Blood in the Water: Lending Club Receives Subpoena from NY Department of Financial Services

Lending Club Problem

Lending Club (NYSE:LC) will remember May as the month from Hell as the hits just keep on coming. Following the forced resignation of founder and CEO Renaud Laplanche on May 9th due to loan irregularities, Lending Club has received a series of bad news.

From multiple shareholder lawsuits being filed to a subpoena from the Department of Justice earlier this week.  Today, insult to injury, Lending Club received another subpoena. This time from the New York Department of Financial Services – according to a report in WSJ.com.

According to the article, the request demanded info on “interest rates, fees, and duration and volume of loans made to New Yorkers, among other things.”  The investigation was described as “broader” and more driven by how Lending Club loans are impacting New York borrowers.  The Department of Financial Services was said to also inquire about underwriting details, fair lending practices and other consumer protection issues.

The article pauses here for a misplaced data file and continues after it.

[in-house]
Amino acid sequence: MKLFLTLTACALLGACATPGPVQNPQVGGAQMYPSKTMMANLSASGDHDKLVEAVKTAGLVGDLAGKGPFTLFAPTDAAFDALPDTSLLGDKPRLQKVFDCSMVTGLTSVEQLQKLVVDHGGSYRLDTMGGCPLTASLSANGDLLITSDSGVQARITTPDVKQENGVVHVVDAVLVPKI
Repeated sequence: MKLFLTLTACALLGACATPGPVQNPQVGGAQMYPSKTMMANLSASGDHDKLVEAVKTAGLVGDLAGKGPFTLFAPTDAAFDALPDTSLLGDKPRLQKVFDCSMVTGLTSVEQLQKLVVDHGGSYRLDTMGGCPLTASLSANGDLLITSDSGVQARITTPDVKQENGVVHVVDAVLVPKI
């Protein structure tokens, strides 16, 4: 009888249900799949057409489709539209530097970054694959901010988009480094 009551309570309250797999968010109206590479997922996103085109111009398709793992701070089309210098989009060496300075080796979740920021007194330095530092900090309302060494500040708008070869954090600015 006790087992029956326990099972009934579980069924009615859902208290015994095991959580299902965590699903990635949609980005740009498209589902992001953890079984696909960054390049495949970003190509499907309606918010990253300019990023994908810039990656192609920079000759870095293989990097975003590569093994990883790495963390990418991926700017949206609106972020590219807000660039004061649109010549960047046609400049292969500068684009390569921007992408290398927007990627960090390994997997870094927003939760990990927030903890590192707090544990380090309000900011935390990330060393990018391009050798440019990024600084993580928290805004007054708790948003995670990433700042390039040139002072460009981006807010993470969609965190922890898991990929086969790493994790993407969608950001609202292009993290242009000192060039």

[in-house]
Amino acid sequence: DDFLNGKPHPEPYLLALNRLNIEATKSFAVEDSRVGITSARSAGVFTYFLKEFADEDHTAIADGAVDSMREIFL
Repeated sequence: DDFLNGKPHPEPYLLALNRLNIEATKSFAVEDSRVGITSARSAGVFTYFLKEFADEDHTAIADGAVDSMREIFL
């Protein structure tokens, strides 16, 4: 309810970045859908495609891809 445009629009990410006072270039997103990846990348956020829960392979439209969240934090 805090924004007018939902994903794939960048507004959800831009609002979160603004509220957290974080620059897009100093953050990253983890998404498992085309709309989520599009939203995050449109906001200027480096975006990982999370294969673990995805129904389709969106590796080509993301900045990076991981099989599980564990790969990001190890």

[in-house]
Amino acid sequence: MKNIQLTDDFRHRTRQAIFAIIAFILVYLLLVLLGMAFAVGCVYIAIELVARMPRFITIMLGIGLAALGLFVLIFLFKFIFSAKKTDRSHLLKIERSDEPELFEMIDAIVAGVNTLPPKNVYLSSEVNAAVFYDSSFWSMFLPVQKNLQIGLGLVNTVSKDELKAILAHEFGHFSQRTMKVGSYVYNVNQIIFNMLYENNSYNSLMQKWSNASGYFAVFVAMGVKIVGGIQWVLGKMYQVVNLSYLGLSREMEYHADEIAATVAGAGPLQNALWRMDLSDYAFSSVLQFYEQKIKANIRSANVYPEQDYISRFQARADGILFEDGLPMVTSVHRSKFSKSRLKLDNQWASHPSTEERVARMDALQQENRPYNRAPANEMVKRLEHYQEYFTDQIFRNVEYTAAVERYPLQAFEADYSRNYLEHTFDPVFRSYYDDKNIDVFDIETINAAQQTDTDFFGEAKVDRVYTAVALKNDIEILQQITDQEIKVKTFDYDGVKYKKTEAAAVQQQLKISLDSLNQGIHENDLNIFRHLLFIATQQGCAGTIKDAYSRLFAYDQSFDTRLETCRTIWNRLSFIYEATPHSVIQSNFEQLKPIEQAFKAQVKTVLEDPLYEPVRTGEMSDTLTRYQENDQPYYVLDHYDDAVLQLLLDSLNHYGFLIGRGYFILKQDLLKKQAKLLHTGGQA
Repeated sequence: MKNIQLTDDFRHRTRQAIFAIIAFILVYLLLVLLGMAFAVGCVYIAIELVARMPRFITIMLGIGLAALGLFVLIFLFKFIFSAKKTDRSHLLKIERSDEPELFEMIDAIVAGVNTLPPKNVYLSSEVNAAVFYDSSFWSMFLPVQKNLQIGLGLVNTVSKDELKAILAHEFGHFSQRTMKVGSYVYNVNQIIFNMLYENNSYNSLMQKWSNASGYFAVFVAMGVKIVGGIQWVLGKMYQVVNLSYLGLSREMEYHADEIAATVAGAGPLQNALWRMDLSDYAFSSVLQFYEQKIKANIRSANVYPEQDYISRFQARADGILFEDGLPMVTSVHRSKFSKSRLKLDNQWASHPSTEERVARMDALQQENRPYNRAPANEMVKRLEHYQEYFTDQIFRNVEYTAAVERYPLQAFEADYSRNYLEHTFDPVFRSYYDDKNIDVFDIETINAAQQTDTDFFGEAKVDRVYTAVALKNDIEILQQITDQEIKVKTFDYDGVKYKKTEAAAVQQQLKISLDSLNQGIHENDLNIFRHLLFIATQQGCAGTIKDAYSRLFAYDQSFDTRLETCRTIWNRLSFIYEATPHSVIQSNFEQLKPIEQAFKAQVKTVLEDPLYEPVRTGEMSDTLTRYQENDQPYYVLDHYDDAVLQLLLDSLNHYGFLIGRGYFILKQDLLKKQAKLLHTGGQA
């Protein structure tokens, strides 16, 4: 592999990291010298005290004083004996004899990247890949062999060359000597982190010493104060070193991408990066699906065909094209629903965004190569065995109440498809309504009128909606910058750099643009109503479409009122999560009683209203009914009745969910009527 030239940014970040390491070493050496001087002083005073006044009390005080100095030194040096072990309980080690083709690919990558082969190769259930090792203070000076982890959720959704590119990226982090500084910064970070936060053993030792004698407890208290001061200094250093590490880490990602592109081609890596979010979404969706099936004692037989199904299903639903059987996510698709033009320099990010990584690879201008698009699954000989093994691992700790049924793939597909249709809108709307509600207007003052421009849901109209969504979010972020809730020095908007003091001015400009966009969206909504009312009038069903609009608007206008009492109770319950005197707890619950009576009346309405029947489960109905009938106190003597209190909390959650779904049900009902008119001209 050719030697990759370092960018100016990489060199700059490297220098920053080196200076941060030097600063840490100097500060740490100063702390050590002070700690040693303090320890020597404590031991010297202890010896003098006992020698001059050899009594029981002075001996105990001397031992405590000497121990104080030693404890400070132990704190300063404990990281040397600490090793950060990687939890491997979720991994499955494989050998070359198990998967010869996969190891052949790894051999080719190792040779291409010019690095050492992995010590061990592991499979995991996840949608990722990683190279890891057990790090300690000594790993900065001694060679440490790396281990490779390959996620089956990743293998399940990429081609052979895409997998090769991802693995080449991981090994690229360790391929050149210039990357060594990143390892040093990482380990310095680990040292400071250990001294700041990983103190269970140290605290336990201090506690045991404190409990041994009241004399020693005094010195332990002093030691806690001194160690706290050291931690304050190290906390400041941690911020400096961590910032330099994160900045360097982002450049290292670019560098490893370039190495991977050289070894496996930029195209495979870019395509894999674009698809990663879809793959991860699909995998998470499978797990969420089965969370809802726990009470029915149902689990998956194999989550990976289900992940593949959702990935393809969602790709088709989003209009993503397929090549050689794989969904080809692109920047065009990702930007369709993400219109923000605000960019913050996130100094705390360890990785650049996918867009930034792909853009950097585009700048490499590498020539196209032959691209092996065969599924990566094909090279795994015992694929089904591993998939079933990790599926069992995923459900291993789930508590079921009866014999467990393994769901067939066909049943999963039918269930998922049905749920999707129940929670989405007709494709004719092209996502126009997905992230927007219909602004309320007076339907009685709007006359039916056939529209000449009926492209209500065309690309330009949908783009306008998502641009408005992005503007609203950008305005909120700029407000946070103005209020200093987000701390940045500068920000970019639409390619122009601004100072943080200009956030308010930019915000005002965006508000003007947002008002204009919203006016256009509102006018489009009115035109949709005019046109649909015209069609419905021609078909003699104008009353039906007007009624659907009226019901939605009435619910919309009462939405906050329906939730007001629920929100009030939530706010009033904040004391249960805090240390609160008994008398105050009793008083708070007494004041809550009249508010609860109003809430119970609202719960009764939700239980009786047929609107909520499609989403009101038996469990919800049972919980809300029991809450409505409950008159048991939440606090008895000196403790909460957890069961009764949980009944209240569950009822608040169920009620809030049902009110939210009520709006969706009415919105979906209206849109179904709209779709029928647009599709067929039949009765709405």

Lending Club, along with Laplanche, had been viewed as the doyenne of the marketplace lending industry – until this month.  The largest of its kind in the United States, the model was admired around the world. Lendit, the largest online lending conference, had featured Laplanche as its keynote speaker for several years running, most recently in April. The departure of Laplanche, as the board lost confidence in the entrepreneur, was a direct punch to industry participants and advocates alike.

Marketplace lending has been viewed as a positive alternative to traditional bank finance.  Getting a loan for both consumers and SMEs has become a challenging task.  Banks, mired in legacy operations and suffocated by excessive regulations, simply struggled to compete – or just did not see smaller loans as worth the effort. Online lending stepped in to fill the market void providing a valuable service. Yet questions remained as to the resilience of the model during a market downturn. Some detractors questioned whether or not algorithmic lending and automated processes could be as robust as a bank.  As the economy stumbled in Q1, and quick institutional money turned away, the entire sector woke up to an increasingly ugly environment.  Exacerbating the many challenges are the pounding drums of regulators who may want to add more rules to the online lending industry.

So will the Lending Club drama end up being just a temporary bad dream?  Or will marketplace lending wake up to a new regulatory reality and a more expensive operational environment thus curtailing sector growth?  The events in the coming months will be crucial in answering these questions.

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